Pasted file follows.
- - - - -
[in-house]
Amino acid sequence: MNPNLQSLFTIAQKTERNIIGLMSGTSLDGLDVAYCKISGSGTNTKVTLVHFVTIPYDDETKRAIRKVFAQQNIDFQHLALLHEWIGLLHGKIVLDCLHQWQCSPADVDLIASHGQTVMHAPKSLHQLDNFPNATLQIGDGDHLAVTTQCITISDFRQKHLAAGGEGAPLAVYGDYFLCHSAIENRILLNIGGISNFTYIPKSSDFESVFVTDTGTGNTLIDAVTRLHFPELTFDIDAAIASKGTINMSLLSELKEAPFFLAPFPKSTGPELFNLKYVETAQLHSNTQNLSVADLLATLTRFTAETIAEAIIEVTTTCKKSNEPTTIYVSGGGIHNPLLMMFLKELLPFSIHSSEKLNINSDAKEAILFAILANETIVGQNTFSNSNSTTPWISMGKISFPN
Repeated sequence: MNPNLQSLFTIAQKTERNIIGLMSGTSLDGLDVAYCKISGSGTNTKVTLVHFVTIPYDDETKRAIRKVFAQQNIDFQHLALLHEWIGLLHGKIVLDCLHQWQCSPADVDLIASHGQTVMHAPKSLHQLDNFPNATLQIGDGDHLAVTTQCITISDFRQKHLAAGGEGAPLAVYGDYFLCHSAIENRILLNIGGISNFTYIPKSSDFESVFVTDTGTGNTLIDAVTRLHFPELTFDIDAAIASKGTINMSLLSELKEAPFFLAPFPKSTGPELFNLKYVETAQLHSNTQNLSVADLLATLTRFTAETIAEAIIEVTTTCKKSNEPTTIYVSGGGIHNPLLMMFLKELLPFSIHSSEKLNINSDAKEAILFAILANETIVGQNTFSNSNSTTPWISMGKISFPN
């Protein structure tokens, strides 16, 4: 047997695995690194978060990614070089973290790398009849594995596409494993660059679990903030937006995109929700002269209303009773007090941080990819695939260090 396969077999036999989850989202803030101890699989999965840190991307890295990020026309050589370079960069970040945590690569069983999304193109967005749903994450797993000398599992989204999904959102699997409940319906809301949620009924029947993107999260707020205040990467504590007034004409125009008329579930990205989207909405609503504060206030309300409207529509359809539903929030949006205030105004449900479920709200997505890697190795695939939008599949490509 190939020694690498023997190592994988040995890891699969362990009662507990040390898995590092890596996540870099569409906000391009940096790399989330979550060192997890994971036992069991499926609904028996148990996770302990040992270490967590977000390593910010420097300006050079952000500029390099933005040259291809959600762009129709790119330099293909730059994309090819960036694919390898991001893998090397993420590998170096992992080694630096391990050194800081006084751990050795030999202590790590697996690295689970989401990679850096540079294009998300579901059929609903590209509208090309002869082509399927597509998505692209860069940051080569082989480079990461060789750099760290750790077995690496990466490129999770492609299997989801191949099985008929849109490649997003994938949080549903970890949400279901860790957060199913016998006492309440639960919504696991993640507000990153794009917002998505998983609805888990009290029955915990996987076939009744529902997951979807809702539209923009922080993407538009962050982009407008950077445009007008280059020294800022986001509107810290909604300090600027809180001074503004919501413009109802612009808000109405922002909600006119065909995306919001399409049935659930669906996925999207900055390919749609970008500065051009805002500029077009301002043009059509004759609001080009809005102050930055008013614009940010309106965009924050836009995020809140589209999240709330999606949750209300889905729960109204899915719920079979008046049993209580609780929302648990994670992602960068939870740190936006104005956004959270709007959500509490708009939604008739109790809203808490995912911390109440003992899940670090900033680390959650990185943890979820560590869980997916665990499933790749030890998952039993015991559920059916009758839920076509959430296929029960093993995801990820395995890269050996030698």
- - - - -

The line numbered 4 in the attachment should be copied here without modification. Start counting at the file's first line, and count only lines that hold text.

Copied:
């Protein structure tokens, strides 16, 4: 047997695995690194978060990614070089973290790398009849594995596409494993660059679990903030937006995109929700002269209303009773007090941080990819695939260090 396969077999036999989850989202803030101890699989999965840190991307890295990020026309050589370079960069970040945590690569069983999304193109967005749903994450797993000398599992989204999904959102699997409940319906809301949620009924029947993107999260707020205040990467504590007034004409125009008329579930990205989207909405609503504060206030309300409207529509359809539903929030949006205030105004449900479920709200997505890697190795695939939008599949490509 190939020694690498023997190592994988040995890891699969362990009662507990040390898995590092890596996540870099569409906000391009940096790399989330979550060192997890994971036992069991499926609904028996148990996770302990040992270490967590977000390593910010420097300006050079952000500029390099933005040259291809959600762009129709790119330099293909730059994309090819960036694919390898991001893998090397993420590998170096992992080694630096391990050194800081006084751990050795030999202590790590697996690295689970989401990679850096540079294009998300579901059929609903590209509208090309002869082509399927597509998505692209860069940051080569082989480079990461060789750099760290750790077995690496990466490129999770492609299997989801191949099985008929849109490649997003994938949080549903970890949400279901860790957060199913016998006492309440639960919504696991993640507000990153794009917002998505998983609805888990009290029955915990996987076939009744529902997951979807809702539209923009922080993407538009962050982009407008950077445009007008280059020294800022986001509107810290909604300090600027809180001074503004919501413009109802612009808000109405922002909600006119065909995306919001399409049935659930669906996925999207900055390919749609970008500065051009805002500029077009301002043009059509004759609001080009809005102050930055008013614009940010309106965009924050836009995020809140589209999240709330999606949750209300889905729960109204899915719920079979008046049993209580609780929302648990994670992602960068939870740190936006104005956004959270709007959500509490708009939604008739109790809203808490995912911390109440003992899940670090900033680390959650990185943890979820560590869980997916665990499933790749030890998952039993015991559920059916009758839920076509959430296929029960093993995801990820395995890269050996030698």